Yes. Those of you who were around during May of 1997 have totally already completed that sentence in your head. Welcome back to the late 90’s.
When pondering environmental challenges for this week, and trying to think of which one I thought was really the worst, I kept coming back to one thing: plastic. I found myself noticing just how much plastic is used in our daily lives. Sure, it’s a tune we’ve all heard before – maybe since we were little kids – but sadly, it’s a problem that keeps on growing.
In every room of my house or office, I can find something plastic. Think of how many things today are plastic: food packaging, medical equipment, toys, beauty products, electronics, car interiors, cups, forks, spoons, water bottles, even gift cards and credit cards and metro cards are made from plastic.
Plastics are carbon-based polymers (long-chained molecules) most often made from petroleum. Functionally speaking, plastic is great. It doesn’t break down in the presence of most liquids, it doesn’t break if you drop it, it’s sanitary, it’s light and portable, and it’s easily molded to whatever shape you want. But, in addition to the fact that they’re made from an already-strained resource, these types of plastics don’t really break down. That’s part of what makes them so great, but is a double-edge sword.
In 2010, the U.S. generated 31 million tons of plastic waste. That’s 31 million tons of waste that isn’t going to biodegrade – and we’re already seeing the results. It’s old news to environmental folks, but the Great Pacific Garbage Patch is a big, floating island of plastic debris with a size estimated to be larger than Texas. This pretty creepy.
But there’s something that makes it even worse. Unlike an oil spill, when we turn to say, “whose fault is this?” the answer is very simple. It’s yours. And, it’s mine.
Plastic pollution is not the result of any single incident or catastrophically bad decision, but the cumulative result of thousands and thousands of little things. Take, for example, those tiny micro-scrubbing beads found in body washes and scrubs. They make your skin feel great, but if they’re made out of plastic, they’re not going to go away – and research is showing real impacts on marine life. Clearly, one person’s quest to be silky smoothy isn’t going to have much effect. You were just taking a shower before that hot date. But with millions of people using these products every day, things start to add up. Or, take a look at plastic bags as an example: do you know that a trillion plastic bags are used in the US every year? Yup. It’s not that you’re evil for using one plastic bag. You were on your way home from work, and your normal tote bag was in the car, or the pharmacist put your prescription in a bag and you were in a hurry and didn’t stop to say, “oh, I don’t need a bag.” But when we all use one plastic bag….you get the point.
But, for those of you who don’t care about oceans, rivers, lakes, streams, and forests being littered with plastic bottles and bags, let’s talk about plastic and human health. While plastics don’t biodegrade, that doesn’t mean they’re 100% stable, either. Several years ago, controversy over the compound Bisphenol-A, or BPA, started to make major news headlines. BPA is used in many plastic products like food packaging, water bottles, and plastic containers. When it leaches into the food or beverage and enters the human body, BPA acts like a lot like a hormone, producing weak but real effects on the endocrine system. BPA may not be the only compound of its type, either. Studies show that virtually all plastic food containers have the potential to leach endocrine-disrupting chemicals into our food and water. The long term impacts of exposure to these chemicals is unknown in humans, but from the studies that we do have, it’s not looking good.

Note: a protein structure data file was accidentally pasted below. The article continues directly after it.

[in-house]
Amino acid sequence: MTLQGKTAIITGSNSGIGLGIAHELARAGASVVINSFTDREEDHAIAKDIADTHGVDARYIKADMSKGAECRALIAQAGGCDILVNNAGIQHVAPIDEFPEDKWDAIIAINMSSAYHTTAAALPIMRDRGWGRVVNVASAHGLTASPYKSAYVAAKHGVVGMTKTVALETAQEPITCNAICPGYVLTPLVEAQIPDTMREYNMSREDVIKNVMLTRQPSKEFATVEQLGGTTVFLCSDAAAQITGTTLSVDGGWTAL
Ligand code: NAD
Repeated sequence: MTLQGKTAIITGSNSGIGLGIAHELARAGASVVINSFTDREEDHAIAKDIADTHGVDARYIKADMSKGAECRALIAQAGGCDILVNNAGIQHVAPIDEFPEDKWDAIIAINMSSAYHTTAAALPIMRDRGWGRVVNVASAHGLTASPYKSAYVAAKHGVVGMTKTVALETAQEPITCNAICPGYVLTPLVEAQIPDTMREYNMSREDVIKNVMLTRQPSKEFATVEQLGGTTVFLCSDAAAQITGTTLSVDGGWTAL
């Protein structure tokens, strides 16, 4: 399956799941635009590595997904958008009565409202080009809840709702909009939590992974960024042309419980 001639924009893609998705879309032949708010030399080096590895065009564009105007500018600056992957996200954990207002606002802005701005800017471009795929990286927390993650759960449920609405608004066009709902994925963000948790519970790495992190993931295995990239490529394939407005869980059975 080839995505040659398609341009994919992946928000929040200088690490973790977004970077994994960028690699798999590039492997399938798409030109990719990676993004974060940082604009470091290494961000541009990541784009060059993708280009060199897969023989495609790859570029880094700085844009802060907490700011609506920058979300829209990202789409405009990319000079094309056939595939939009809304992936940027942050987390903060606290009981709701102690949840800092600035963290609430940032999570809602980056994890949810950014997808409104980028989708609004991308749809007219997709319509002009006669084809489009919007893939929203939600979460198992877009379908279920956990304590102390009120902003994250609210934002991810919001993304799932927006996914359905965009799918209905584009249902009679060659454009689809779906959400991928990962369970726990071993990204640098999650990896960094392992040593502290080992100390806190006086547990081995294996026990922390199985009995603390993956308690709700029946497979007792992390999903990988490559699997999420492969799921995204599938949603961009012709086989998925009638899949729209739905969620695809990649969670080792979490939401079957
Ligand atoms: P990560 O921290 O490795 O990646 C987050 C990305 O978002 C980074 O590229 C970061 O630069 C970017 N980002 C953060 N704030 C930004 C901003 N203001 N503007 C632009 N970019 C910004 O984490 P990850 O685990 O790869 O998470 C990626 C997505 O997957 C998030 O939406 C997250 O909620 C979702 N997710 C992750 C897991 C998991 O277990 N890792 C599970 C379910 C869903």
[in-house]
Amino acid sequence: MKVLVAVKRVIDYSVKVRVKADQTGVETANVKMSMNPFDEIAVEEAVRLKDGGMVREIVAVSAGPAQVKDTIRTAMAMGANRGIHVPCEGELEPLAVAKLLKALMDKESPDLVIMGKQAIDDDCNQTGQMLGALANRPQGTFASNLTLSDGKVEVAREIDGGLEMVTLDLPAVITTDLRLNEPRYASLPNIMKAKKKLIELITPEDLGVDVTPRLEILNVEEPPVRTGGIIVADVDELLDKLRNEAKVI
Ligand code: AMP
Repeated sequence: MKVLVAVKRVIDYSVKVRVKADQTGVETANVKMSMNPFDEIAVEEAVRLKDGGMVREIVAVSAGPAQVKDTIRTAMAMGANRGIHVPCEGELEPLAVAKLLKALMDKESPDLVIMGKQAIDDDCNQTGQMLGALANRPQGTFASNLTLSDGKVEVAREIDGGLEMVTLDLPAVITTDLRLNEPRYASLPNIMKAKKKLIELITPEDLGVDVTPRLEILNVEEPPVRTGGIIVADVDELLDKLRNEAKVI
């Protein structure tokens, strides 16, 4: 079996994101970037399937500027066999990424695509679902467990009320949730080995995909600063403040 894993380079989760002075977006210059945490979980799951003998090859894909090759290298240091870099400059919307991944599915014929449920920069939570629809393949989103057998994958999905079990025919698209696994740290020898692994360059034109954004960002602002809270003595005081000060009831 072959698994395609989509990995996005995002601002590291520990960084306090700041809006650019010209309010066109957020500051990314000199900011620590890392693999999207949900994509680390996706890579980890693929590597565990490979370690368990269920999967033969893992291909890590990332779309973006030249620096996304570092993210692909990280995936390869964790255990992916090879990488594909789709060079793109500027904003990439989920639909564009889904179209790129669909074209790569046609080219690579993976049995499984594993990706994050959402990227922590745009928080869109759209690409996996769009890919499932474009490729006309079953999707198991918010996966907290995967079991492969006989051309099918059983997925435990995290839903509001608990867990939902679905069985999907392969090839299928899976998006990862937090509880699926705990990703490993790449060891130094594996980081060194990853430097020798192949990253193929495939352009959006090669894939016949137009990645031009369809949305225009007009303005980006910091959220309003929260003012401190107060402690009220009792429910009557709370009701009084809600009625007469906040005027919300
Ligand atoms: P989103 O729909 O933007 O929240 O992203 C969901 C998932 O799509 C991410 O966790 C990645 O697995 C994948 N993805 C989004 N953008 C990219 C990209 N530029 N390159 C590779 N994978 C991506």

So what can we do?
Some of our use for plastic is a real dependence: certain medical supplies have to be kept sterile, for example, and plastic packaging is one of the best ways to achieve that. But, some of it is unnecessary, and that’s where we can change.
This is one problem where individual choice can have a real impact. The organization 5gyres has a great summary of steps that you can take to regarding plastic pollution, but I’ll briefly summarize my own take on the issue, though.
First, learn to re-use, substitute, and RECYCLE whenever you can. Although it’s always an adjustment to change your habits, you might be surprised to see that it’s really not terribly inconvenient to carry a re-useable mug or bag with you. In some places, it will even save you money. If you’re buying food containers or water bottles, chose glass or metal where you can. But, if you have to use plastic, make sure that you recycle it. Less than 8% of all plastic products in the U.S. made their way to a recycling bin in 2010 – something we can surely improve.
Second, support companies with responsible practices. If you want that silky smooth skin for your hot date tonight (because some people are just so sexy that even Wednesday night is date night), pick a brand like St. Ives or Burt’s Bees that uses natural ingredients. Invest your money in products and companies that are doing good things and not harm. One reason that 8% recycling statistic is so low is industry and corporate waste, not just household products.
And finally, support legislative and regulatory measures – like plastic bag taxes – that have a real impact on the amount of consumption (i.e., pollution) in your community. Work with your community to establish recycling programs. Maybe it’s talking to your apartment building or going to a town hall meeting. Maybe it’s just voting. Whatever.
I’m not saying you have to be a fanatic, but in the arena of plastics – a little consciousness can go a long way.
And, this little guy will thank you for giving him a better lunch.